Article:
6.2 miles to 13.1 miles (halfway) – Leader Pace: 1:10:52 (5:24 mile pace – 2:21:44 marathon pace)
Smith’s lead grew even more over this section of the race. Her split at the halfway point was 1:10:52. The chase pack was still tight together, but were 50 seconds behind by now. One major development happened though during this stage of the race. Defending champion Teyba Erkesso dropped from the race. Kara Goucher struggled to hang with the chase pack, and looked to be out of contention for the win by the halfway mark.
13.1 miles to 18.6 miles (30k) – Leader Pace: 1:41:50 (5:24 mile pace – 2:21:44 marathon pace)
The chase pack continued to lag behind Kim Smith for a long time, until Smith started to cramp up. Her legs began to fail, and in a matter of moments, she was caught by the pack. At the 30k mark, Smith was now mixed in with the rest of the competitors. Notable runners in this group included Kilel and Cherop from Kenya, and Desiree Davila from the US. The pace slowed a touch during this section of the race and Kara Goucher was only ten seconds off the lead pace of 1:41:50.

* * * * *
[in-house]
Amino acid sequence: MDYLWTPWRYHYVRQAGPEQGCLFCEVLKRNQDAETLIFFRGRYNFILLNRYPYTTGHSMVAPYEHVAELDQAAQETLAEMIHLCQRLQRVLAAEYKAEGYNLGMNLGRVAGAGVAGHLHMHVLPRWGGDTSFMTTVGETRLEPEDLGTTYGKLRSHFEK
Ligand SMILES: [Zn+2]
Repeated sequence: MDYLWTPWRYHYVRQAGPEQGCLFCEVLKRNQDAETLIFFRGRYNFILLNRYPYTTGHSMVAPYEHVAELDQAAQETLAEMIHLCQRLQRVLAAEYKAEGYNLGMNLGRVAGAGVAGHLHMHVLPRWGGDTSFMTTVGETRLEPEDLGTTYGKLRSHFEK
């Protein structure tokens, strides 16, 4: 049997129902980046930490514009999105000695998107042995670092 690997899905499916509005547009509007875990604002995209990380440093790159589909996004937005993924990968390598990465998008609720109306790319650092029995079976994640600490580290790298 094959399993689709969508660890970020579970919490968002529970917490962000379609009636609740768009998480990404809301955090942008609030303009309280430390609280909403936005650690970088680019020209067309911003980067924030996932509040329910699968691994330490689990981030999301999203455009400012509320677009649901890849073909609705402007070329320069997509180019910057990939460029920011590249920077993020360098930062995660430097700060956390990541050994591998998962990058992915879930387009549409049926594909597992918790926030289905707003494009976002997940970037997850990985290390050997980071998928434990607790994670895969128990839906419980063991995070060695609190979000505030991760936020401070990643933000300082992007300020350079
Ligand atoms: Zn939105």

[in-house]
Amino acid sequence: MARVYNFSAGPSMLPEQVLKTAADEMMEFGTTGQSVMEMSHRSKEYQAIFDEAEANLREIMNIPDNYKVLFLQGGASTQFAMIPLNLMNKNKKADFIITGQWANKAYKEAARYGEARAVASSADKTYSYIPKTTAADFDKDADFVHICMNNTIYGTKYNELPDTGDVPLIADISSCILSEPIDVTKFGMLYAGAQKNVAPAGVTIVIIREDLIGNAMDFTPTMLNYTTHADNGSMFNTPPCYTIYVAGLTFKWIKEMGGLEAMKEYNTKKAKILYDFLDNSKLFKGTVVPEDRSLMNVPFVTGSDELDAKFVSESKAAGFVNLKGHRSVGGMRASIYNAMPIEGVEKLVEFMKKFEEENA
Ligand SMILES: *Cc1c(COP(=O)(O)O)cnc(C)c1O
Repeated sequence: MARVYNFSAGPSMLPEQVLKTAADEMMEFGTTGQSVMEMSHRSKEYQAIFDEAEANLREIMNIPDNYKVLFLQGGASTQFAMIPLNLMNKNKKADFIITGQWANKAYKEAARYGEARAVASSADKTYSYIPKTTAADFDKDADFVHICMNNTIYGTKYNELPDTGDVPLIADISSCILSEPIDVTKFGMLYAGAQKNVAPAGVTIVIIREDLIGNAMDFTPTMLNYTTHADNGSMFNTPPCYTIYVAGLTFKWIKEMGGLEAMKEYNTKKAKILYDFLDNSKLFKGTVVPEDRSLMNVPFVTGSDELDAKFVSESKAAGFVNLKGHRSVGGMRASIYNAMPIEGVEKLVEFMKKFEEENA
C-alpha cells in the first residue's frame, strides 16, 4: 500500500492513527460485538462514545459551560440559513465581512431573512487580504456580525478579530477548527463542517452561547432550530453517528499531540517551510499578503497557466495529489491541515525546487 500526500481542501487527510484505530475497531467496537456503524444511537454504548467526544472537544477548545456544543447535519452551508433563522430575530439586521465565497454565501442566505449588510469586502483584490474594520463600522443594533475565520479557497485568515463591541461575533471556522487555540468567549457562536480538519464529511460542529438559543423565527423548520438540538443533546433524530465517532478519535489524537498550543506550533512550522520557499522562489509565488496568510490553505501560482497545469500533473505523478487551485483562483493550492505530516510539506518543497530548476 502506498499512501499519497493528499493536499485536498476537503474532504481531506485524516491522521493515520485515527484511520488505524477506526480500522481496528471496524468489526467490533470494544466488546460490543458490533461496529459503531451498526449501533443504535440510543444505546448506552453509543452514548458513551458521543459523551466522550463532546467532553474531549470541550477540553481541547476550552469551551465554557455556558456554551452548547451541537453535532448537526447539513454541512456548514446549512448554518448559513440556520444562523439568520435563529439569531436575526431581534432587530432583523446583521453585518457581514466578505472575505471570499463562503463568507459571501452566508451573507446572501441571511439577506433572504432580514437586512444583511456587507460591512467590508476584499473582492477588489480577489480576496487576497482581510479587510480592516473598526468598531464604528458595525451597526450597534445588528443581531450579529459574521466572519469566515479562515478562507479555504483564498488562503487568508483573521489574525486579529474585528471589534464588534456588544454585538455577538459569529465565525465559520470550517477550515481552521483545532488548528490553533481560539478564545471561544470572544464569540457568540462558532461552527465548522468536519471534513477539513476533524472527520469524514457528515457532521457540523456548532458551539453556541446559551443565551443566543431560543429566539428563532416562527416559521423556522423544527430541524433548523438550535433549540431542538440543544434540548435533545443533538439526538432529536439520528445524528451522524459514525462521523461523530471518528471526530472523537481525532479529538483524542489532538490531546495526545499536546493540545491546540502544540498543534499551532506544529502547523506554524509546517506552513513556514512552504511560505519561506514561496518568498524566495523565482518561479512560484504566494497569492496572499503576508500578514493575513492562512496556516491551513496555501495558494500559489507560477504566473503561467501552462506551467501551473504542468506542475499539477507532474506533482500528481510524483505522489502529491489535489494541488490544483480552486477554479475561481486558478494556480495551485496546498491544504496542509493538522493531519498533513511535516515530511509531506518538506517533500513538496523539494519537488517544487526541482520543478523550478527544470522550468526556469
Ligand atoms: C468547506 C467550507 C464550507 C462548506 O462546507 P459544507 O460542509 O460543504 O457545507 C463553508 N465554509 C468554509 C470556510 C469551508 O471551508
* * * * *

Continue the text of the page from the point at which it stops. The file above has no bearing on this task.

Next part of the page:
18.6 to 26 miles. (Major Moves)
The pack continued to thin during the final stages of the race. Kim Smith dropped out and as the race pressed on, Desiree Davila pushed the lead and separated from the pack briefly. Only two runners were able to stay with this surge. Going into the final mile of the race, three people were in contention for the win: Kilel, Cherop, and Davila. “It was the most excitement I’ve had in a race ever and just carried me the last six miles,” stated Davila.
The last mile saw several lead changes. First Davila surged and separated from Kilel and Cherop. Sharon Cherop couldn’t hang on. Down the last 400 meters, Kilel took the lead. Davila responded with a surge of her own to take it back. With one last push Caroline Kilel reclaimed the lead and crossed the tape, winning by a mere two seconds with a time of 2:22:36. Placing third only eight seconds from the lead was Sharon Cherop of Kenya.